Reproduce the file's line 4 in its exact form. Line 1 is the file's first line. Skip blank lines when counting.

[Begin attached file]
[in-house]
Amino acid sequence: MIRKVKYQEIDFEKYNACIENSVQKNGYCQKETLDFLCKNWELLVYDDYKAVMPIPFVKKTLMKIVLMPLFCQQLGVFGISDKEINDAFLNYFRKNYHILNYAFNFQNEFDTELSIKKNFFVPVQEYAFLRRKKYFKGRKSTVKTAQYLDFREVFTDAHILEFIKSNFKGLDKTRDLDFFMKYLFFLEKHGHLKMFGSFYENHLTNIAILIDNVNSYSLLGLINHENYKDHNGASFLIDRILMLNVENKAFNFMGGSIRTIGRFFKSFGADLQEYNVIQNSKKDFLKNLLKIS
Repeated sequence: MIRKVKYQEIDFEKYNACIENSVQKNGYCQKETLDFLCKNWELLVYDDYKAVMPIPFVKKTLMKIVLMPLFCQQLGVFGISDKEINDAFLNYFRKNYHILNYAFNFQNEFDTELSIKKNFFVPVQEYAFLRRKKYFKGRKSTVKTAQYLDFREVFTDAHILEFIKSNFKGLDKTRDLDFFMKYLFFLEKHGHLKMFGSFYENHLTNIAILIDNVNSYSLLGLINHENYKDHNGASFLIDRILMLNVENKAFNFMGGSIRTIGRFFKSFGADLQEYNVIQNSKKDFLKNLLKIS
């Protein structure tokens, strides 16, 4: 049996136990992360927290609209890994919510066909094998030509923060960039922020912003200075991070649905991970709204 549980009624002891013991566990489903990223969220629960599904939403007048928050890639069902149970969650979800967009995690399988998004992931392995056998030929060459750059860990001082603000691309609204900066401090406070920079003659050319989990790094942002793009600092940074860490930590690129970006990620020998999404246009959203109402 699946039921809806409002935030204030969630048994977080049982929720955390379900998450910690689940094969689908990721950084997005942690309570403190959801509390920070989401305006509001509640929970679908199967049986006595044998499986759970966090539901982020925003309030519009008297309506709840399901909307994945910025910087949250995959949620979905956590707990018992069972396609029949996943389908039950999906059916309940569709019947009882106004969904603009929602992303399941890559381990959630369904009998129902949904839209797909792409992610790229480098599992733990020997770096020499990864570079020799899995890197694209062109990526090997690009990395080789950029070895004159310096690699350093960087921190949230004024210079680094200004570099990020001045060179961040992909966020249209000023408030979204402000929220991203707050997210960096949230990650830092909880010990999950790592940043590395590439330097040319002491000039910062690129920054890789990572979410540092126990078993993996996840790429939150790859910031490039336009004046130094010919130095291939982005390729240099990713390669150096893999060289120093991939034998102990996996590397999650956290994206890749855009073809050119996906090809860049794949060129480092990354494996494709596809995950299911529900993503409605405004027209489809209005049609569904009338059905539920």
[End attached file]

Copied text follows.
């Protein structure tokens, strides 16, 4: 049996136990992360927290609209890994919510066909094998030509923060960039922020912003200075991070649905991970709204 549980009624002891013991566990489903990223969220629960599904939403007048928050890639069902149970969650979800967009995690399988998004992931392995056998030929060459750059860990001082603000691309609204900066401090406070920079003659050319989990790094942002793009600092940074860490930590690129970006990620020998999404246009959203109402 699946039921809806409002935030204030969630048994977080049982929720955390379900998450910690689940094969689908990721950084997005942690309570403190959801509390920070989401305006509001509640929970679908199967049986006595044998499986759970966090539901982020925003309030519009008297309506709840399901909307994945910025910087949250995959949620979905956590707990018992069972396609029949996943389908039950999906059916309940569709019947009882106004969904603009929602992303399941890559381990959630369904009998129902949904839209797909792409992610790229480098599992733990020997770096020499990864570079020799899995890197694209062109990526090997690009990395080789950029070895004159310096690699350093960087921190949230004024210079680094200004570099990020001045060179961040992909966020249209000023408030979204402000929220991203707050997210960096949230990650830092909880010990999950790592940043590395590439330097040319002491000039910062690129920054890789990572979410540092126990078993993996996840790429939150790859910031490039336009004046130094010919130095291939982005390729240099990713390669150096893999060289120093991939034998102990996996590397999650956290994206890749855009073809050119996906090809860049794949060129480092990354494996494709596809995950299911529900993503409605405004027209489809209005049609569904009338059905539920």